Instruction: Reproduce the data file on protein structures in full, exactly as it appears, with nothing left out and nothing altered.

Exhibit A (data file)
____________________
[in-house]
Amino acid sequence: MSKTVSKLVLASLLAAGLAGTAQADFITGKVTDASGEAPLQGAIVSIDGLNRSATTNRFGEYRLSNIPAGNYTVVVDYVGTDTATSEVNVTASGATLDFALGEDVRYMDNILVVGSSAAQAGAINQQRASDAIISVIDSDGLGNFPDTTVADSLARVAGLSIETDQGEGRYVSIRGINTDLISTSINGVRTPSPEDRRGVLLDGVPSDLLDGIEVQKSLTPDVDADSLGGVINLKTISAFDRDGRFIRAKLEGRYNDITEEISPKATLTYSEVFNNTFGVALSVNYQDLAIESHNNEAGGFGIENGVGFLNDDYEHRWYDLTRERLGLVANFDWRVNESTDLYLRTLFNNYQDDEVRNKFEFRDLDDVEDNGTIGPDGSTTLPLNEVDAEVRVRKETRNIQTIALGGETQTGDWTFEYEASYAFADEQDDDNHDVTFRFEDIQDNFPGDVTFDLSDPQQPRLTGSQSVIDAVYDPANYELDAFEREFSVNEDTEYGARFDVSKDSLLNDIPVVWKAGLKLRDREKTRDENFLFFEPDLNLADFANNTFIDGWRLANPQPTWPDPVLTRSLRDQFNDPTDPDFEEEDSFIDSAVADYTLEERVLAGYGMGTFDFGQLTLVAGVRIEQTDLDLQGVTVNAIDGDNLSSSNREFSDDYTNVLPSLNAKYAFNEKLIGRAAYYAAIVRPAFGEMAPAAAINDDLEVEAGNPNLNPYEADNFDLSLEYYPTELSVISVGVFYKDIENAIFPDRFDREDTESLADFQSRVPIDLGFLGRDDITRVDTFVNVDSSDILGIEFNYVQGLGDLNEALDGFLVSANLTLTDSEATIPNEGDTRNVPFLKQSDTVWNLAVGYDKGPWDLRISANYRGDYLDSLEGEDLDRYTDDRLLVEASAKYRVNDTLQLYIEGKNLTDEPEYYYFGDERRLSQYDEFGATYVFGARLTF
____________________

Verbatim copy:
[in-house]
Amino acid sequence: MSKTVSKLVLASLLAAGLAGTAQADFITGKVTDASGEAPLQGAIVSIDGLNRSATTNRFGEYRLSNIPAGNYTVVVDYVGTDTATSEVNVTASGATLDFALGEDVRYMDNILVVGSSAAQAGAINQQRASDAIISVIDSDGLGNFPDTTVADSLARVAGLSIETDQGEGRYVSIRGINTDLISTSINGVRTPSPEDRRGVLLDGVPSDLLDGIEVQKSLTPDVDADSLGGVINLKTISAFDRDGRFIRAKLEGRYNDITEEISPKATLTYSEVFNNTFGVALSVNYQDLAIESHNNEAGGFGIENGVGFLNDDYEHRWYDLTRERLGLVANFDWRVNESTDLYLRTLFNNYQDDEVRNKFEFRDLDDVEDNGTIGPDGSTTLPLNEVDAEVRVRKETRNIQTIALGGETQTGDWTFEYEASYAFADEQDDDNHDVTFRFEDIQDNFPGDVTFDLSDPQQPRLTGSQSVIDAVYDPANYELDAFEREFSVNEDTEYGARFDVSKDSLLNDIPVVWKAGLKLRDREKTRDENFLFFEPDLNLADFANNTFIDGWRLANPQPTWPDPVLTRSLRDQFNDPTDPDFEEEDSFIDSAVADYTLEERVLAGYGMGTFDFGQLTLVAGVRIEQTDLDLQGVTVNAIDGDNLSSSNREFSDDYTNVLPSLNAKYAFNEKLIGRAAYYAAIVRPAFGEMAPAAAINDDLEVEAGNPNLNPYEADNFDLSLEYYPTELSVISVGVFYKDIENAIFPDRFDREDTESLADFQSRVPIDLGFLGRDDITRVDTFVNVDSSDILGIEFNYVQGLGDLNEALDGFLVSANLTLTDSEATIPNEGDTRNVPFLKQSDTVWNLAVGYDKGPWDLRISANYRGDYLDSLEGEDLDRYTDDRLLVEASAKYRVNDTLQLYIEGKNLTDEPEYYYFGDERRLSQYDEFGATYVFGARLTF